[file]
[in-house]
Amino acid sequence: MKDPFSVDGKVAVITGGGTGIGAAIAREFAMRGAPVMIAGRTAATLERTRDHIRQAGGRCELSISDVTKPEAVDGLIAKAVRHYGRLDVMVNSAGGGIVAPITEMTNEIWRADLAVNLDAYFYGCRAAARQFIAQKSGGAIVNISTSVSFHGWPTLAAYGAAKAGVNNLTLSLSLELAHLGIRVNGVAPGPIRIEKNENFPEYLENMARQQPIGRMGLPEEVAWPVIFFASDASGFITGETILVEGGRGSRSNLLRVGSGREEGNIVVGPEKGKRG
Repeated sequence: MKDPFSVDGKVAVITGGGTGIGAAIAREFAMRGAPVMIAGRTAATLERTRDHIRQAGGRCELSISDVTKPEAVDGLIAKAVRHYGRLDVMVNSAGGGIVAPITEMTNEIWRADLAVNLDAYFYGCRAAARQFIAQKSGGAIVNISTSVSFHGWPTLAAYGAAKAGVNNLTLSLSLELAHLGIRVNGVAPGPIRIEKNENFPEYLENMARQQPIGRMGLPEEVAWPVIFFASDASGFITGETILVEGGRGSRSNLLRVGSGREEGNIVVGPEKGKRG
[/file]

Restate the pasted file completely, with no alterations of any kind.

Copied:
[in-house]
Amino acid sequence: MKDPFSVDGKVAVITGGGTGIGAAIAREFAMRGAPVMIAGRTAATLERTRDHIRQAGGRCELSISDVTKPEAVDGLIAKAVRHYGRLDVMVNSAGGGIVAPITEMTNEIWRADLAVNLDAYFYGCRAAARQFIAQKSGGAIVNISTSVSFHGWPTLAAYGAAKAGVNNLTLSLSLELAHLGIRVNGVAPGPIRIEKNENFPEYLENMARQQPIGRMGLPEEVAWPVIFFASDASGFITGETILVEGGRGSRSNLLRVGSGREEGNIVVGPEKGKRG
Repeated sequence: MKDPFSVDGKVAVITGGGTGIGAAIAREFAMRGAPVMIAGRTAATLERTRDHIRQAGGRCELSISDVTKPEAVDGLIAKAVRHYGRLDVMVNSAGGGIVAPITEMTNEIWRADLAVNLDAYFYGCRAAARQFIAQKSGGAIVNISTSVSFHGWPTLAAYGAAKAGVNNLTLSLSLELAHLGIRVNGVAPGPIRIEKNENFPEYLENMARQQPIGRMGLPEEVAWPVIFFASDASGFITGETILVEGGRGSRSNLLRVGSGREEGNIVVGPEKGKRG